In Robert Louis Stevenson's "Treasure Island," the pirates' parrots are commonly represented as being trained to cry out, "Pieces of Eight."
The Dollar Sign
There are several theories or legends about the so-called "dollar sign," or $, as we currently use it.
According to the U.S. Mint, the "$" came into use, as a sort of plural for peso. The "s" from "pesos" was written over the "p," and it sort of became a $, if you can imagine that. Anther theory, is that when King Ferdinand reformed his currency, Columbus discovered America, and Gibraltar was added to Spanish holdings, the "Pillars of Hercules" became a symbol of Spanish holdings, and represented the 'end of the known world.' The two pillars were struck through the Spanish "S" and the dollar sign with two bars through it was born. Salesmen, abbreviating dollars, always wrote an S with two bars through it for dollars.
We are not the only nation using $ or 'dollars' for our national currency. Other nations using the term "dollar" for their currencies are: Australia, Barbados, Bahamas, Belieze. Bermuda, Bruunei, Canada, Cayman Islands, Fiji, Guyana, Hong Kong, Jamaica, Liberia, Namibia, New Zealand, Singapore, Solomon Islands, Suriname, Taiwan, Trinidad, Tobago, and Zimbabwe.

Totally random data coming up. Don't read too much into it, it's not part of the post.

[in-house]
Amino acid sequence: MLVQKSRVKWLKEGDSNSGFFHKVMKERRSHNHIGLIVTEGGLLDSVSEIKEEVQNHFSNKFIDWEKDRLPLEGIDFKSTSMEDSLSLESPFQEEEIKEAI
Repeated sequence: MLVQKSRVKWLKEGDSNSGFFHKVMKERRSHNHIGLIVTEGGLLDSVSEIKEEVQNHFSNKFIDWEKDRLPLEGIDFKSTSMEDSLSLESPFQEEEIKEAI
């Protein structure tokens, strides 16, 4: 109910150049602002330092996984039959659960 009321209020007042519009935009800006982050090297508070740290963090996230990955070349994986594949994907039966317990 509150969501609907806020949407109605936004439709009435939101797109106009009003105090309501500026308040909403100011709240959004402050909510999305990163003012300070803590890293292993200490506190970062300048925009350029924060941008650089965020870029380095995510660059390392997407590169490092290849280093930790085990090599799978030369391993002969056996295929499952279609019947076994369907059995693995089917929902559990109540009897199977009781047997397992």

In addition, there are some nations use the $ sign for their currencies, which are not called "dollars." They are Portugal, Argentina, Bolivia, Chile, and Columbia. All but Portugal use the "peso," and Portugal uses the "escudo."
Before automatic pin-setters, bowlers used to throw coins down the bowling alley as a tip for the pin boy, who reset the pins after their being knocked down, and this became "pin money." Or do you youngsters think that bowling alleys have always had automatic pin-setters? They haven't, and many a time I threw a couple of quarters down the alley as a tip for the pin boy, who could set pins for two alleys at the same time, if he was good.
The term "pin money," didn't come from bowling alleys, however. It goes back many more years before bowling alleys. Actually, "pin money" originated during the American Revolution. The Continental Congress, when it ran out of silver and gold, made money out of cardboard, which was brittle. Being brittle, they easily broke, and Scotch Tape not having been invented, the colonists then pinned the broken pieces of money together, and the term "pin money" was born.